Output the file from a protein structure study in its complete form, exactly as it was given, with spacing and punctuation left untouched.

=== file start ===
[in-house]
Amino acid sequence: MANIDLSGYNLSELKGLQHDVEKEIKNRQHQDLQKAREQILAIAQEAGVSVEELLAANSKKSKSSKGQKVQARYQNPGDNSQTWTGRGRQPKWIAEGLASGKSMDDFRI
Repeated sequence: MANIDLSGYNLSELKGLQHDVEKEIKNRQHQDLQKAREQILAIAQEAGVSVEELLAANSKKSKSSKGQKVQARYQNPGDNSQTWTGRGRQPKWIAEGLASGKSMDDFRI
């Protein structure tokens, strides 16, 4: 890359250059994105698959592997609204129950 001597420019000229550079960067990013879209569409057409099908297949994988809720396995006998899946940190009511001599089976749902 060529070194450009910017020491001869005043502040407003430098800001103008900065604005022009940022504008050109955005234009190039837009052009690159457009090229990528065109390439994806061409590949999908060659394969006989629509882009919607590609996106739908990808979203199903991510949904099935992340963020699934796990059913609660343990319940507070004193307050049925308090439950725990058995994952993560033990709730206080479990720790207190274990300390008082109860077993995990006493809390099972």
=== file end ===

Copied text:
[in-house]
Amino acid sequence: MANIDLSGYNLSELKGLQHDVEKEIKNRQHQDLQKAREQILAIAQEAGVSVEELLAANSKKSKSSKGQKVQARYQNPGDNSQTWTGRGRQPKWIAEGLASGKSMDDFRI
Repeated sequence: MANIDLSGYNLSELKGLQHDVEKEIKNRQHQDLQKAREQILAIAQEAGVSVEELLAANSKKSKSSKGQKVQARYQNPGDNSQTWTGRGRQPKWIAEGLASGKSMDDFRI
């Protein structure tokens, strides 16, 4: 890359250059994105698959592997609204129950 001597420019000229550079960067990013879209569409057409099908297949994988809720396995006998899946940190009511001599089976749902 060529070194450009910017020491001869005043502040407003430098800001103008900065604005022009940022504008050109955005234009190039837009052009690159457009090229990528065109390439994806061409590949999908060659394969006989629509882009919607590609996106739908990808979203199903991510949904099935992340963020699934796990059913609660343990319940507070004193307050049925308090439950725990058995994952993560033990709730206080479990720790207190274990300390008082109860077993995990006493809390099972």